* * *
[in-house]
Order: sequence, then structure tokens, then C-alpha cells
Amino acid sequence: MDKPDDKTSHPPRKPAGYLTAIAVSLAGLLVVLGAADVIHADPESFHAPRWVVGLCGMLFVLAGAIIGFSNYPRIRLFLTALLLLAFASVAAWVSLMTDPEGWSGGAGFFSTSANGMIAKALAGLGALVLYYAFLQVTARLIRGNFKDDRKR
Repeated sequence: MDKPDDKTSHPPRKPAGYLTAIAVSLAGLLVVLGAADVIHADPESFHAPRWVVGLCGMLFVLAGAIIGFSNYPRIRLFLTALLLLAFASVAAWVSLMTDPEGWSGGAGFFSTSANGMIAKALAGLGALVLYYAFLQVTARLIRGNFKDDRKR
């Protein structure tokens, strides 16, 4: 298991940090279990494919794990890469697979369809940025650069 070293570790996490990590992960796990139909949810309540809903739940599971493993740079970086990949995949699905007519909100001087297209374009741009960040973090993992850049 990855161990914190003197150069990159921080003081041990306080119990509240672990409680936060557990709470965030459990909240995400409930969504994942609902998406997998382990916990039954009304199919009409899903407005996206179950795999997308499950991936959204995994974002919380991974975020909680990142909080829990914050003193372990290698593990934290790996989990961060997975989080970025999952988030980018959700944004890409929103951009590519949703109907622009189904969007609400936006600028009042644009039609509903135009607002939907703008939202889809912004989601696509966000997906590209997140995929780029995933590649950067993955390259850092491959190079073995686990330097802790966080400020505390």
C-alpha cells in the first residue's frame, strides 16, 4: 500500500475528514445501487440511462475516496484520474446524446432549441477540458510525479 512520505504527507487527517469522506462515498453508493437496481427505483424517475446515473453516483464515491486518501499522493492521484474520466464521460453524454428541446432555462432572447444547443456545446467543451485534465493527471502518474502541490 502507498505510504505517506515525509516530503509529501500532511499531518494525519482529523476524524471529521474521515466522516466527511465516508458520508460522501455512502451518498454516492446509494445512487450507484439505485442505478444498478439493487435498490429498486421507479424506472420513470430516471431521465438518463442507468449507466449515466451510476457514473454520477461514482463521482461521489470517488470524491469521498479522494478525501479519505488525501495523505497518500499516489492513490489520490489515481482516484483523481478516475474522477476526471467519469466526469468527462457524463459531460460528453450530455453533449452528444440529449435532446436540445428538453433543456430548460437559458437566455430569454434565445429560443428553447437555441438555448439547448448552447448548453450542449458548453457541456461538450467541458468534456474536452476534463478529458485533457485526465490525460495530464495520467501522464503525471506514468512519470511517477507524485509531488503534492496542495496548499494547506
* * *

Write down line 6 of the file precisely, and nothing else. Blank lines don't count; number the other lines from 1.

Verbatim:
C-alpha cells in the first residue's frame, strides 16, 4: 500500500475528514445501487440511462475516496484520474446524446432549441477540458510525479 512520505504527507487527517469522506462515498453508493437496481427505483424517475446515473453516483464515491486518501499522493492521484474520466464521460453524454428541446432555462432572447444547443456545446467543451485534465493527471502518474502541490 502507498505510504505517506515525509516530503509529501500532511499531518494525519482529523476524524471529521474521515466522516466527511465516508458520508460522501455512502451518498454516492446509494445512487450507484439505485442505478444498478439493487435498490429498486421507479424506472420513470430516471431521465438518463442507468449507466449515466451510476457514473454520477461514482463521482461521489470517488470524491469521498479522494478525501479519505488525501495523505497518500499516489492513490489520490489515481482516484483523481478516475474522477476526471467519469466526469468527462457524463459531460460528453450530455453533449452528444440529449435532446436540445428538453433543456430548460437559458437566455430569454434565445429560443428553447437555441438555448439547448448552447448548453450542449458548453457541456461538450467541458468534456474536452476534463478529458485533457485526465490525460495530464495520467501522464503525471506514468512519470511517477507524485509531488503534492496542495496548499494547506